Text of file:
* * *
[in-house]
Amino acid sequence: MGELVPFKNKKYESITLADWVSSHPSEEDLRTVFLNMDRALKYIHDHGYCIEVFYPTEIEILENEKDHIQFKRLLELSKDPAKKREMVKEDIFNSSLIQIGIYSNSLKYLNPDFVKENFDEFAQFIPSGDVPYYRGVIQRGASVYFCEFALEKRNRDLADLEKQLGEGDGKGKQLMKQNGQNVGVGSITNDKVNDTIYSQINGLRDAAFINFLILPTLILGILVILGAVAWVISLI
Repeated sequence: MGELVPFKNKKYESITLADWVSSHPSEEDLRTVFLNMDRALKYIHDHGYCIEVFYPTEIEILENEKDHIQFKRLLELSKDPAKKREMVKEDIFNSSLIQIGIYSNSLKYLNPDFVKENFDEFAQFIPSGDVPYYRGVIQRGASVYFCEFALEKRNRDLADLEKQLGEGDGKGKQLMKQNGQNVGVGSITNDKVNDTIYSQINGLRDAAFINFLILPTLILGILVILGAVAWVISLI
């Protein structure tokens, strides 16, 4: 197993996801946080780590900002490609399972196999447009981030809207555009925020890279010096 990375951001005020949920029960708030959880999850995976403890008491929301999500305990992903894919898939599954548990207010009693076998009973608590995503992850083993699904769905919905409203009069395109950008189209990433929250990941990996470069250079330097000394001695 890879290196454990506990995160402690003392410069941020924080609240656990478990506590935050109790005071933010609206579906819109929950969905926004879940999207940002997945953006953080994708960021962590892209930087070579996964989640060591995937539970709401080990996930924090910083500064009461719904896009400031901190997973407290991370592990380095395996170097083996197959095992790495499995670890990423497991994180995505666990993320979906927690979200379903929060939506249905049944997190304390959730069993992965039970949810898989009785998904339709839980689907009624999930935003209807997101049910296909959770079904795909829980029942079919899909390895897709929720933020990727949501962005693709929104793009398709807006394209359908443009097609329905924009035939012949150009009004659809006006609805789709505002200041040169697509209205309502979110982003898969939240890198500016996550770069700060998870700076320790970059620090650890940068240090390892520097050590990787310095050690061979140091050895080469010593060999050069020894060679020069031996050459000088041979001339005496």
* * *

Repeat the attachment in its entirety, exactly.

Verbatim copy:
[in-house]
Amino acid sequence: MGELVPFKNKKYESITLADWVSSHPSEEDLRTVFLNMDRALKYIHDHGYCIEVFYPTEIEILENEKDHIQFKRLLELSKDPAKKREMVKEDIFNSSLIQIGIYSNSLKYLNPDFVKENFDEFAQFIPSGDVPYYRGVIQRGASVYFCEFALEKRNRDLADLEKQLGEGDGKGKQLMKQNGQNVGVGSITNDKVNDTIYSQINGLRDAAFINFLILPTLILGILVILGAVAWVISLI
Repeated sequence: MGELVPFKNKKYESITLADWVSSHPSEEDLRTVFLNMDRALKYIHDHGYCIEVFYPTEIEILENEKDHIQFKRLLELSKDPAKKREMVKEDIFNSSLIQIGIYSNSLKYLNPDFVKENFDEFAQFIPSGDVPYYRGVIQRGASVYFCEFALEKRNRDLADLEKQLGEGDGKGKQLMKQNGQNVGVGSITNDKVNDTIYSQINGLRDAAFINFLILPTLILGILVILGAVAWVISLI
């Protein structure tokens, strides 16, 4: 197993996801946080780590900002490609399972196999447009981030809207555009925020890279010096 990375951001005020949920029960708030959880999850995976403890008491929301999500305990992903894919898939599954548990207010009693076998009973608590995503992850083993699904769905919905409203009069395109950008189209990433929250990941990996470069250079330097000394001695 890879290196454990506990995160402690003392410069941020924080609240656990478990506590935050109790005071933010609206579906819109929950969905926004879940999207940002997945953006953080994708960021962590892209930087070579996964989640060591995937539970709401080990996930924090910083500064009461719904896009400031901190997973407290991370592990380095395996170097083996197959095992790495499995670890990423497991994180995505666990993320979906927690979200379903929060939506249905049944997190304390959730069993992965039970949810898989009785998904339709839980689907009624999930935003209807997101049910296909959770079904795909829980029942079919899909390895897709929720933020990727949501962005693709929104793009398709807006394209359908443009097609329905924009035939012949150009009004659809006006609805789709505002200041040169697509209205309502979110982003898969939240890198500016996550770069700060998870700076320790970059620090650890940068240090390892520097050590990787310095050690061979140091050895080469010593060999050069020894060679020069031996050459000088041979001339005496």